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One in ten employees are actively seeking other work

Half would consider another employer

In 'A Worker's Journey', SD Worx investigated the work situation of around 5,000 employees in the European countries of Belgium, Germany, France, the Netherlands and the United Kingdom. The uncertainty associated with the coronavirus crisis has not stopped employees from looking for opportunities at other companies. Almost three out of ten would consider another job with another employer. In addition, more than one in five would like different job content at another employer on a temporary basis. As an example, they want to try something new through an exchange with another company. This means that in total, almost half are open to changing employer.

    One in four are looking for something else

    This doesn't mean that they are all actively looking for another employer, however. More than one in four take a look at vacancies. Almost 16% are passive and sporadically affect the labour market without really going any further, whereas more than one in ten are actively seeking a new job. It is mainly young people who search the labour market in a targeted manner: 24% of 18 to 24-year-olds and 16% of 25 to 34-year-olds are currently applying for new roles. From the age of 35 upwards, this percentage gradually reduces to an average of 10% and below. 

    French and German employees are most likely to look for another job (whether actively or passively), at 29%. In Belgium, this figure stands at 26%, while it is 25% in the United Kingdom. In the Netherlands, it stands at 22%.

      Salary package remains top priority

      Companies should now be more vigilant and pay extra attention to their employees. SD Worx looked into the main reasons why employees would consider switching. One in five consider the salary and fringe benefits to be the most important factor in changing employers. 

      The working environment is ranked second, with 16% stating this as the main reason for changing jobs. Job content comes in in third place (13%), while job security (7%), flexible work arrangements (6%) and growth opportunities (6%) are other reasons most frequently put forward by employees as a decisive argument for changing employers. 

      "The scarcity in the labour market is clearly being felt", says Cathy Geerts, CHRO at SD Worx. "Companies are struggling to find the right profiles and the economy is running at full speed , so there are large numbers of vacancies. Employees are aware of the opportunities that lie ahead, so employers are advised to invest extra time and energy in employer branding. Having the basics in order, having a smooth payroll and motivating pay policy, creating a pleasant working atmosphere and offering the right match between person and job content are the aspects that clearly matter the most", says Cathy Geerts.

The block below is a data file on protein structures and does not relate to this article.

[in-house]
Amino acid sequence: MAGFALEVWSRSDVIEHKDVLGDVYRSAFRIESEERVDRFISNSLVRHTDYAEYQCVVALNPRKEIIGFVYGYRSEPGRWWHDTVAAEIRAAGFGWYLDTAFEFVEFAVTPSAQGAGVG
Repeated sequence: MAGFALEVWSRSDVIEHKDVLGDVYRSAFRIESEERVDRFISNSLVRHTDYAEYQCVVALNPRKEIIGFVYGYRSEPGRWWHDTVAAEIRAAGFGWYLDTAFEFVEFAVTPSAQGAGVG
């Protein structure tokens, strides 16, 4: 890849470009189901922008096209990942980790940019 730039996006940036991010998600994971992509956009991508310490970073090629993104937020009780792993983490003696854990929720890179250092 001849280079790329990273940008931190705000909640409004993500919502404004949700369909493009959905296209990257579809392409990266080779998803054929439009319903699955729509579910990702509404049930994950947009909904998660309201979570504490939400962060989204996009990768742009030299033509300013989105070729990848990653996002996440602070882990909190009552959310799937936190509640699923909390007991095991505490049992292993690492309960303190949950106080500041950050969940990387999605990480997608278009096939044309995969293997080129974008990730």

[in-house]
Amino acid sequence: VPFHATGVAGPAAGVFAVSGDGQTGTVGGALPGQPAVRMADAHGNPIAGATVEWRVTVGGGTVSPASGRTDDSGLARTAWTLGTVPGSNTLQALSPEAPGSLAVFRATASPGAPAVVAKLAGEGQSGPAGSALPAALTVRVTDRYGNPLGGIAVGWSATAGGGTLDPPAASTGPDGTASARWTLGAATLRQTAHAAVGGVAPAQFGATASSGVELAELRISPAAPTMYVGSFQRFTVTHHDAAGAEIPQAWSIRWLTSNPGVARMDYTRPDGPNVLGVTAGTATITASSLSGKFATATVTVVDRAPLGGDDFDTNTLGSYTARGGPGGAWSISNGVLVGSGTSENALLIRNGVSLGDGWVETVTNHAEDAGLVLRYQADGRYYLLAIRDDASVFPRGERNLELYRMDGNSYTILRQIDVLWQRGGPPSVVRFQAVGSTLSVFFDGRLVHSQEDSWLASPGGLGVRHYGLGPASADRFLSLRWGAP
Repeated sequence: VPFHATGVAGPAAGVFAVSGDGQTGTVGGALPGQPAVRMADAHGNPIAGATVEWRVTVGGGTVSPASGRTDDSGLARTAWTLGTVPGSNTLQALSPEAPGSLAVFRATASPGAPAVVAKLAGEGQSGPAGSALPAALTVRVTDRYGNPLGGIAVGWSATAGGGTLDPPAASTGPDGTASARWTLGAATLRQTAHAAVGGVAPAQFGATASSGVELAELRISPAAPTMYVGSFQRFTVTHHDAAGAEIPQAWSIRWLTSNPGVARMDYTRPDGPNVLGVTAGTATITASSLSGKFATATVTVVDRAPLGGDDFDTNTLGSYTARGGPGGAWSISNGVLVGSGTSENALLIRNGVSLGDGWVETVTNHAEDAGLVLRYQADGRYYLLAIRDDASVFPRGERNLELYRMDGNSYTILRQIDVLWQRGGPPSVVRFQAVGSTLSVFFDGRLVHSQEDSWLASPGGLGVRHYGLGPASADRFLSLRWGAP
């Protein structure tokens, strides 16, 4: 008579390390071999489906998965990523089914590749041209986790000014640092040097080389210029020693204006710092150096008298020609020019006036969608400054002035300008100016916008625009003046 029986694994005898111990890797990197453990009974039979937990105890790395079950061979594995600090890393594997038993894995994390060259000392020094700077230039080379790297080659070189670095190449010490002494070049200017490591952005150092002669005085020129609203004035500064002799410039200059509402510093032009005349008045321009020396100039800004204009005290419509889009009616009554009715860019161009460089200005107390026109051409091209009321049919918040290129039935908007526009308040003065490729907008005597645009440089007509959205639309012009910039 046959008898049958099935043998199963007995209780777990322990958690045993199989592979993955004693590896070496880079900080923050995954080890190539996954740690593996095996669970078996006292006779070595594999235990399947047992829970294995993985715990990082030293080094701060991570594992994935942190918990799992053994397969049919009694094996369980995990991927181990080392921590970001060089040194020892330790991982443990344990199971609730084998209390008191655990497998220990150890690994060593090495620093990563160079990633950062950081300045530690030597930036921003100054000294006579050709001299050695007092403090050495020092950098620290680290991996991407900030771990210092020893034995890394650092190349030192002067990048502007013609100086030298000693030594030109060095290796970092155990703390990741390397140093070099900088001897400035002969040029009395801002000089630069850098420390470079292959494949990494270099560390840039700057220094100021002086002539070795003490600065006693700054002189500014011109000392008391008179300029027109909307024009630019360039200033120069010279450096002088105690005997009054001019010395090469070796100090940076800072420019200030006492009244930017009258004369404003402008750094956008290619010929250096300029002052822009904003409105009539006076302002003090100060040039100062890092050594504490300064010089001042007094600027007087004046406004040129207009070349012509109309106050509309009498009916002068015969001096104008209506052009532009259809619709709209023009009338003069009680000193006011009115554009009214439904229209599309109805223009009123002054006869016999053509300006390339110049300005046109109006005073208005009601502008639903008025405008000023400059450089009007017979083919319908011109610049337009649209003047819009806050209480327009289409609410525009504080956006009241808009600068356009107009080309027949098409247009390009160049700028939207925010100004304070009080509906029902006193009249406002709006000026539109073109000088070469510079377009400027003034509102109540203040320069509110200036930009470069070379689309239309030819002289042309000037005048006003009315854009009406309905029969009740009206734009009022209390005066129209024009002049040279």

Although around 25% of employees are keeping an eye on what work opportunities are emerging, only one in three find it attractive enough to actually make a move. The differences between countries vary enormously in this respect. The labour market in the Netherlands seems to be the easiest in which to change employers. Almost half (49%) think that switching is easy. In Germany, that figure stands at 35%. The numbers are lower than average in Belgium (29%), the United Kingdom (27%) and France (21%). 

        About the survey

        To gain a better understanding of the employee’s entire employee journey and work experience at European level, HR and payroll specialist SD Worx commissioned a survey. This included input from regular employees, self-employed persons, seconded staff and temporary workers. The survey was conducted among 5,000 employers from five countries and covered the entire recruitment process as seen by the employees. This includes attracting new employees, recruitment, onboarding, carrying out the work, development and career advancement, remuneration and offboarding. The survey dates back to April 2021 and took place in the following countries: Belgium, Germany, France, Netherlands and the United Kingdom. The survey included both smaller and larger companies across various industries.